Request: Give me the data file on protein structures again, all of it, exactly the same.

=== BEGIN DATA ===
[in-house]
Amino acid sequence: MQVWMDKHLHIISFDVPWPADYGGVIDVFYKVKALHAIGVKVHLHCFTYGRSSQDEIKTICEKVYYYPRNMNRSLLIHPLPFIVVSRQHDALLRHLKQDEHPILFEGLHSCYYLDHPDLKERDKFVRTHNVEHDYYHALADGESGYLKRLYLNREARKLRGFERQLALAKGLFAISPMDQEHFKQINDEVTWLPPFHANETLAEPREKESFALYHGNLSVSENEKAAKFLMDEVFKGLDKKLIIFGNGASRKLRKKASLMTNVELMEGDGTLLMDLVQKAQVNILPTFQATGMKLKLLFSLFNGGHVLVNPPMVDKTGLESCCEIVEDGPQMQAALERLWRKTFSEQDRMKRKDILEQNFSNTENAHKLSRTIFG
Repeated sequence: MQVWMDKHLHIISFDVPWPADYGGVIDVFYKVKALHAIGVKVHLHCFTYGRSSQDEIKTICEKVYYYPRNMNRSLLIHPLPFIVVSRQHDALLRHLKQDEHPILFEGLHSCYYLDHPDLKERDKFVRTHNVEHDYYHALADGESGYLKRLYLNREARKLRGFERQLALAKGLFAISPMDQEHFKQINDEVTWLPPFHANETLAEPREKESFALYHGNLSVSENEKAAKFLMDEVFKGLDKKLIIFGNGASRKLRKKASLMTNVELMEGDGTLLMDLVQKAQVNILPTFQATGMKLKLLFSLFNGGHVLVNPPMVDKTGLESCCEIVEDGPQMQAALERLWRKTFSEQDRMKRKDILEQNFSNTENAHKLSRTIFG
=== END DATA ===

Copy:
[in-house]
Amino acid sequence: MQVWMDKHLHIISFDVPWPADYGGVIDVFYKVKALHAIGVKVHLHCFTYGRSSQDEIKTICEKVYYYPRNMNRSLLIHPLPFIVVSRQHDALLRHLKQDEHPILFEGLHSCYYLDHPDLKERDKFVRTHNVEHDYYHALADGESGYLKRLYLNREARKLRGFERQLALAKGLFAISPMDQEHFKQINDEVTWLPPFHANETLAEPREKESFALYHGNLSVSENEKAAKFLMDEVFKGLDKKLIIFGNGASRKLRKKASLMTNVELMEGDGTLLMDLVQKAQVNILPTFQATGMKLKLLFSLFNGGHVLVNPPMVDKTGLESCCEIVEDGPQMQAALERLWRKTFSEQDRMKRKDILEQNFSNTENAHKLSRTIFG
Repeated sequence: MQVWMDKHLHIISFDVPWPADYGGVIDVFYKVKALHAIGVKVHLHCFTYGRSSQDEIKTICEKVYYYPRNMNRSLLIHPLPFIVVSRQHDALLRHLKQDEHPILFEGLHSCYYLDHPDLKERDKFVRTHNVEHDYYHALADGESGYLKRLYLNREARKLRGFERQLALAKGLFAISPMDQEHFKQINDEVTWLPPFHANETLAEPREKESFALYHGNLSVSENEKAAKFLMDEVFKGLDKKLIIFGNGASRKLRKKASLMTNVELMEGDGTLLMDLVQKAQVNILPTFQATGMKLKLLFSLFNGGHVLVNPPMVDKTGLESCCEIVEDGPQMQAALERLWRKTFSEQDRMKRKDILEQNFSNTENAHKLSRTIFG